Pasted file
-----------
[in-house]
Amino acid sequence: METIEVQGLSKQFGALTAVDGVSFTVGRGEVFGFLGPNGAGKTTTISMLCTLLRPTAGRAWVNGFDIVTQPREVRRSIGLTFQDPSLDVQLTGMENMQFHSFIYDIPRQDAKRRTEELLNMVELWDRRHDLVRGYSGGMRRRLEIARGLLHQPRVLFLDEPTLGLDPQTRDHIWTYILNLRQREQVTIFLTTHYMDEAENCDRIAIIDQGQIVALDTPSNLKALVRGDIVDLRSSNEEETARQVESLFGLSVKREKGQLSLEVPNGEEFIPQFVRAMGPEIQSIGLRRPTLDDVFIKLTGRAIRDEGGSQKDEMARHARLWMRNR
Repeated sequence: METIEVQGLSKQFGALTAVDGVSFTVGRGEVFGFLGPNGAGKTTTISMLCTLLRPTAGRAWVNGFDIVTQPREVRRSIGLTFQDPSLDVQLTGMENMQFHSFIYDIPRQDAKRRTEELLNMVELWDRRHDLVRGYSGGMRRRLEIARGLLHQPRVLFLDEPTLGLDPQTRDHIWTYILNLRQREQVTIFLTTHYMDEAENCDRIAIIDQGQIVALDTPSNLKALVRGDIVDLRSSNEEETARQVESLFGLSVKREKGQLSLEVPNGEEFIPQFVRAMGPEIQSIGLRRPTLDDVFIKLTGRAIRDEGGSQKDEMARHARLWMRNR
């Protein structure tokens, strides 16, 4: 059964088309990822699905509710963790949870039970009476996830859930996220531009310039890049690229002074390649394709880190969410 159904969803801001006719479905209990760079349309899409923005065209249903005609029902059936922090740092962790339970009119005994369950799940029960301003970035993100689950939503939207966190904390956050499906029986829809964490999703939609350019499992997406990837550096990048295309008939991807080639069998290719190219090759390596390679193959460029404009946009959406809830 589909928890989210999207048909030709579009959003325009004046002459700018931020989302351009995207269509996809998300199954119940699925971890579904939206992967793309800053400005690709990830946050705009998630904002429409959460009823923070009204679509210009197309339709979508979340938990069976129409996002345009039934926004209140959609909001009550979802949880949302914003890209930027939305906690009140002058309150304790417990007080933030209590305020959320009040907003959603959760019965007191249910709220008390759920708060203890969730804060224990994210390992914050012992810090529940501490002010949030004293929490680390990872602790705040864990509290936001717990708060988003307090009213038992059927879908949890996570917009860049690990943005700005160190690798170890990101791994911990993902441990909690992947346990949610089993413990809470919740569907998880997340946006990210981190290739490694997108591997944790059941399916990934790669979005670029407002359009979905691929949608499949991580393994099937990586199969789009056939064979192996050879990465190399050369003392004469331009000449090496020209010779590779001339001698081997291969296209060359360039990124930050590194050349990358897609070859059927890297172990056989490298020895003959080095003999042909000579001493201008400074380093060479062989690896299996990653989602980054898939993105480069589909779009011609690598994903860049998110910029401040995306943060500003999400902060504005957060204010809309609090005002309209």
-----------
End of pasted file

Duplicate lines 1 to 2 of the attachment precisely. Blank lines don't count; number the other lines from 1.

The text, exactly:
[in-house]
Amino acid sequence: METIEVQGLSKQFGALTAVDGVSFTVGRGEVFGFLGPNGAGKTTTISMLCTLLRPTAGRAWVNGFDIVTQPREVRRSIGLTFQDPSLDVQLTGMENMQFHSFIYDIPRQDAKRRTEELLNMVELWDRRHDLVRGYSGGMRRRLEIARGLLHQPRVLFLDEPTLGLDPQTRDHIWTYILNLRQREQVTIFLTTHYMDEAENCDRIAIIDQGQIVALDTPSNLKALVRGDIVDLRSSNEEETARQVESLFGLSVKREKGQLSLEVPNGEEFIPQFVRAMGPEIQSIGLRRPTLDDVFIKLTGRAIRDEGGSQKDEMARHARLWMRNR